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Sam Bass: Robin Hood Or Thief?

1665 words - 7 pages

The Sun is slowly sinking. Birds are ceasing to sing. You should be asleep, but instead, you’re wondering if you will. There’s no way to earn money, you are going to have to find another way to help yourself. Forget about sleeping in a house, the cold ground is your bed. All of your “friends” have vanished, your canteen is dry, and if you go into town, you will surely be shot. Once you go wrong, you can’t go back, because you’re wanted. Dead or alive.
Sam Bass was born to Daniel and Elizabeth Jane Sheeks Bass on July 21, 1851 near a small town called Mitchell, Indiana. He had a normal early childhood, if you exclude the fact that he did not attend school. This was normal for ...view middle of the document...

He worked at this hotel, called the Lacy House, and soon met a local sheriff, a Mr. William Egan, who was also in need of a cowboy. Sam worked on his farm, caring for the his animals and doing any jobs that Sheriff Egan needed him to do. He also spent time as a freighter between Denton and a few nearby towns. His life was simple, and easygoing. But Sam yearned for excitement, and after four years of being a handyman, he finally purchased a horse and quit his freighter and ranch hand jobs. When he bought her, the Denton Mare was an ordinary stable horse, but he made her legendary. Sam spent two years racing his beautiful mare. He proved to be good jockey, and won most of the races he competed in. The races of North Texas were too easy for Sam, and soon out of boredom, he left to San Antonio, and found these races more challenging and he stayed for the remainder of the year. However, by 1876 he decided he still was not content, and he had also had a run-in with some local police about a horse racing dispute. The races were now an everyday affair, and Sam’s early childhood had been filled with an ever-changing routine, and he was never fully satisfied with anything that stayed the same. So he sold his horse, and journeyed out into the world once again.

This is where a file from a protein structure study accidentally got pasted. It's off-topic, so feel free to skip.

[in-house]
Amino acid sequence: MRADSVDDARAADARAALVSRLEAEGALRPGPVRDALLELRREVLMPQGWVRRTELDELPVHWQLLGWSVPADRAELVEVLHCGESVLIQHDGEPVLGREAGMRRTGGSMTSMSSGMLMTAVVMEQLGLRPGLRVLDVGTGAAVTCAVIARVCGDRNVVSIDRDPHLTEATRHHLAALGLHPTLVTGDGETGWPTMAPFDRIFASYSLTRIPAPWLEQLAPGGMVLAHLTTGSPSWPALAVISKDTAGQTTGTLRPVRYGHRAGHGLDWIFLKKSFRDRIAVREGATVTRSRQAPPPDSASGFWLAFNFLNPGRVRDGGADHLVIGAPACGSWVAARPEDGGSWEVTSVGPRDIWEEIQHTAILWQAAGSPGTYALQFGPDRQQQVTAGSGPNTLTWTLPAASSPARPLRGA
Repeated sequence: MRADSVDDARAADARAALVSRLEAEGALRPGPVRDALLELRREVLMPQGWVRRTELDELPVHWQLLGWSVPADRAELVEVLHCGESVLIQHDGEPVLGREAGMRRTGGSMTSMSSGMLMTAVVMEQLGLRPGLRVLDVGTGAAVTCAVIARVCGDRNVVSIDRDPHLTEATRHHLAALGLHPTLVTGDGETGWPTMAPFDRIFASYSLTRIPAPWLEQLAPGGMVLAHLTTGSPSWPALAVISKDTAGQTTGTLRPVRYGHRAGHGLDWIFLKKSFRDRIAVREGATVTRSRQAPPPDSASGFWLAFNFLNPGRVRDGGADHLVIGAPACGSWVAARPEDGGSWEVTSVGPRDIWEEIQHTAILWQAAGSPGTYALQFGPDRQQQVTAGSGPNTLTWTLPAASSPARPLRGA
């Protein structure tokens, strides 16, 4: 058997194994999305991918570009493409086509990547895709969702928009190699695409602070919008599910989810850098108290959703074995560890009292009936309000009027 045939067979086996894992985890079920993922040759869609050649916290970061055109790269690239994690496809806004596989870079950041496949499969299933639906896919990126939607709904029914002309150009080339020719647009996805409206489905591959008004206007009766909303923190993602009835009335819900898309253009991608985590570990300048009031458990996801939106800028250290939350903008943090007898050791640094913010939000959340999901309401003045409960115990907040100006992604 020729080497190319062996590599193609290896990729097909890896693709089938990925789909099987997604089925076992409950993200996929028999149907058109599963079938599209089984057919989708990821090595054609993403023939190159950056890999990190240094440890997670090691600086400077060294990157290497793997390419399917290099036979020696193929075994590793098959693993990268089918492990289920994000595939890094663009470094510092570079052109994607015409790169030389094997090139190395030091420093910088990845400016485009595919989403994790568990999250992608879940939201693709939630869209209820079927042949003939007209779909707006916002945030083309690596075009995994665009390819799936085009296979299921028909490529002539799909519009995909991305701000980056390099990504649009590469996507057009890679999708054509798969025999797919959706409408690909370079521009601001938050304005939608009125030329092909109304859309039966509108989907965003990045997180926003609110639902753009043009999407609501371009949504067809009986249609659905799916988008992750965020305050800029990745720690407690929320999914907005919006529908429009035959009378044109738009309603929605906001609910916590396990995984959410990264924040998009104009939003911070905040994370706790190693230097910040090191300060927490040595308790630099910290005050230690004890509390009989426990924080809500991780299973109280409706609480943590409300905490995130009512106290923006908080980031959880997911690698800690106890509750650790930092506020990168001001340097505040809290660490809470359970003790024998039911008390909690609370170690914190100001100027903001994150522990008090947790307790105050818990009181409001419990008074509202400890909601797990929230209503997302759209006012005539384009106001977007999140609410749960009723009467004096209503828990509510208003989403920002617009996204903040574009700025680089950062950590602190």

Not long after his racing career came to an end, Sam met a young bartender in San Antonio by the name of Joel Collins. Joel was a tough looking guy, but seemed nice enough, and Sam saw no harm and joined him to drive some cattle north to take them to their owners. When they reached Dodge City, where the rightful owners of the cattle resided, Collins did not want to deliver them right away. He persuaded Sam to take the cattle farther north with him where the prices were higher. They soon arrived in Kansas, and sold the cattle for a solid fee, and after paying the ranch hands, they had $4,000 apiece. Sam was not accustomed to having so much money, and was unsure of how to manage it, so being naive about this, he followed Collins through Nebraska and South Dakota, gambling all the way. As expected, with all the whiskey and poker, they eventually ran out of money, and decided to try freighting. Finding low profits, Sam joined a gang with Collins and a few other men.
By the year 1877, Joel Collins had taken Sam from the innocent young man he had been to a criminal not to be reckoned with. Together, and with their gang, they robbed stagecoaches from South Dakota to Nebraska, earning a feared name for themselves. In Big Springs, Nebraska, on September 18th, the six gang members held up an entire Union Pacific train, acquiring $60,000 in solid gold pieces, $1,300 from miscellaneous passengers, and four gold watches. This was his biggest prize throughout his entire outlaw life.
By this time, Sam had earned himself a name that was widely heard all around Texas. He was now a wanted criminal. Texas Ranger functionary, Junius Peak had his gun aimed at him. He knew that if he...

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